Catch them alive: A malware detection approach through memory forensics, manifold learning and computer vision

BOZKIR A. S., Tahillioglu E., AYDOS M., Kara I.

COMPUTERS & SECURITY, vol.103, 2021 (SCI-Expanded) identifier identifier

  • Publication Type: Article / Article
  • Volume: 103
  • Publication Date: 2021
  • Doi Number: 10.1016/j.cose.2020.102166
  • Journal Name: COMPUTERS & SECURITY
  • Journal Indexes: Science Citation Index Expanded (SCI-EXPANDED), Scopus, PASCAL, ABI/INFORM, Aerospace Database, Applied Science & Technology Source, Business Source Elite, Business Source Premier, Communication Abstracts, Computer & Applied Sciences, Criminal Justice Abstracts, INSPEC, Metadex, Civil Engineering Abstracts
  • Hacettepe University Affiliated: Yes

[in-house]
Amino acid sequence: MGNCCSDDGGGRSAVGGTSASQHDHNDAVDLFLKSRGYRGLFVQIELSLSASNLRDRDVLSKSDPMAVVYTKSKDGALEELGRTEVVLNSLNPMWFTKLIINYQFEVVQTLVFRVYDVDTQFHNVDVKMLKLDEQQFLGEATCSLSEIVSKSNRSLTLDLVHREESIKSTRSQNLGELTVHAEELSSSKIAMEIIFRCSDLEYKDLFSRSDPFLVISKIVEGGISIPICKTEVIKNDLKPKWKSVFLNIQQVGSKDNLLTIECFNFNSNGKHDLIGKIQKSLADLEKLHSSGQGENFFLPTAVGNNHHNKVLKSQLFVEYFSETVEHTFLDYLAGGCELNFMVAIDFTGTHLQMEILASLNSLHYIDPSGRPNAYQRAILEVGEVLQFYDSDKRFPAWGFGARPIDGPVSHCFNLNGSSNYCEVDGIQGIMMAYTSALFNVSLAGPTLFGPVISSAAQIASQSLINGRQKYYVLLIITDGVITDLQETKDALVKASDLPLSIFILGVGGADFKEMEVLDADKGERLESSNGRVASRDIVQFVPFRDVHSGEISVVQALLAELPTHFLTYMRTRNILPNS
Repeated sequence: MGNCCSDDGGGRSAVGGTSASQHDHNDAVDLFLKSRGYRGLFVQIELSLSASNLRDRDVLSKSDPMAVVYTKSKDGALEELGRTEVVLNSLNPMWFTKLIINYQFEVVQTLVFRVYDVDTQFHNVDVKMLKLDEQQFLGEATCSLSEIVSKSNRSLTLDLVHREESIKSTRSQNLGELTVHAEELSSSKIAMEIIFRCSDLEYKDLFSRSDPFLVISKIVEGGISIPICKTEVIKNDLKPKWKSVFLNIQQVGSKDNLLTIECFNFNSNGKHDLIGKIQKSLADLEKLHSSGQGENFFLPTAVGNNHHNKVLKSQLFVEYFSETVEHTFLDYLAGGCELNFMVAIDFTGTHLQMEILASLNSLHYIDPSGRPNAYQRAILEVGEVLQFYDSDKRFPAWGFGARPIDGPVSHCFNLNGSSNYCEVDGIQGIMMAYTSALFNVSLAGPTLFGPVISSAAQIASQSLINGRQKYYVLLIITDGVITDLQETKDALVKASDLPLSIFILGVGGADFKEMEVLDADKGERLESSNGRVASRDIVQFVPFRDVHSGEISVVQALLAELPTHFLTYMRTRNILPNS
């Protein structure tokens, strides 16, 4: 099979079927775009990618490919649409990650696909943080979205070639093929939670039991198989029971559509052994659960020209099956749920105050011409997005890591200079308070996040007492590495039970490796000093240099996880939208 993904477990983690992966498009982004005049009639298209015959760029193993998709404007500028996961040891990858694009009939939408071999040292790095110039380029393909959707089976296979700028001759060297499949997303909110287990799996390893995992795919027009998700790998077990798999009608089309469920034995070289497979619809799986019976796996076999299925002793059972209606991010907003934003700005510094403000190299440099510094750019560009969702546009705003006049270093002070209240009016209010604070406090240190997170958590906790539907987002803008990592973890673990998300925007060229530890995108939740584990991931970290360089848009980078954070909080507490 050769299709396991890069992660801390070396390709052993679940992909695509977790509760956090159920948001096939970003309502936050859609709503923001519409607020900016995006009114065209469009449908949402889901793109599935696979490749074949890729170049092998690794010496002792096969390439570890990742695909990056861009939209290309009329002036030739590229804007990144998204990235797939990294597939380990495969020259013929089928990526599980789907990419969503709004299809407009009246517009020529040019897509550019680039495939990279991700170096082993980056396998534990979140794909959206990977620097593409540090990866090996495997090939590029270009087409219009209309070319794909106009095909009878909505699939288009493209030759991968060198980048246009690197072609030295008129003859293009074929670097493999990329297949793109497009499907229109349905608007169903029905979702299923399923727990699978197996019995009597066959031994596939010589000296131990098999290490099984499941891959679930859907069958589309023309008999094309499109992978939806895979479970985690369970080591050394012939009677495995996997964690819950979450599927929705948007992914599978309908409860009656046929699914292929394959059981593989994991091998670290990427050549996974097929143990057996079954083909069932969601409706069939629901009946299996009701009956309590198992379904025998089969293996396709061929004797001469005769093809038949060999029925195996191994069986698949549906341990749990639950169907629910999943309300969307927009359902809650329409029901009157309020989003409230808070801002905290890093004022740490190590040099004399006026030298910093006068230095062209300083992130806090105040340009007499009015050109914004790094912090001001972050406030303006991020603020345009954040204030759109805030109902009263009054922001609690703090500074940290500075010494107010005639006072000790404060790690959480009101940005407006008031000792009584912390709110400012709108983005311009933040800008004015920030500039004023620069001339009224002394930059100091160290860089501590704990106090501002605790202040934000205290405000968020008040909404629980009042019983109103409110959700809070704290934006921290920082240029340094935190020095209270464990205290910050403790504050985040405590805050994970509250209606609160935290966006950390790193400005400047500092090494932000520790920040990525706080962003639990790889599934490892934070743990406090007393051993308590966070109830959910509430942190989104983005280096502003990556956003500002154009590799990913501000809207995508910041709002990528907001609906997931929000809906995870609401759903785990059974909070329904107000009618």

The everlasting increase in usage of information systems and online services have triggered the birth of the new type of malware which are more dangerous and hard to detect. In particular, according to the recent reports, the new type of fileless mal-ware infect the victims' devices without a persistent trace (i.e. file) on hard drives. Moreover, existing static malware detection methods in literature often fail to detect sophisticated malware utilizing various obfuscation and encryption techniques. Our contribution in this study is two-folded. First, we present a novel approach to recognize malware by capturing the memory dump of suspicious processes which can be represented as a RGB image. In contrast to the conventional approaches followed by static and dynamic methods existing in the literature, we aimed to obtain and use memory data to reveal visual patterns that can be classified by employing computer vision and machine learning methods in a multi-class open-set recognition regime. And second, we have applied a state of art manifold learning scheme named UMAP to improve the detection of unknown malware files through binary classification. Throughout the study, we have employed our novel dataset covering 4294 samples in total, including 10 malware families along with the benign executables. Lastly, we obtained their memory dumps and converted them to RGB images by applying 3 different rendering schemes. In order to generate their signatures (i.e. feature vectors), we utilized GIST and HOG (Histogram of Gradients) descriptors as well as their combination. Moreover, the obtained signatures were classified via machine learning algorithms of j48, RBF kernel-based SMO, Random Forest, XGBoost and linear SVM. According to the results of the first phase, we have achieved prediction accuracy up to 96.39% by employing SMO algorithm on the feature vectors combined with GIST+HOG. Besides, the UMAP based manifold learning strategy has improved accuracy of the unknown malware recognition models up to 12.93%, 21.83%, 20.78% on average for Random Forest, linear SVM and XGBoost algorithms respectively. Moreover, on a commercially available standard desktop computer, the suggested approach takes only 3.56 s for analysis on average. The results show that our vision based scheme provides an effective protection mechanism against malicious applications. (C) 2021 Elsevier Ltd. All rights reserved.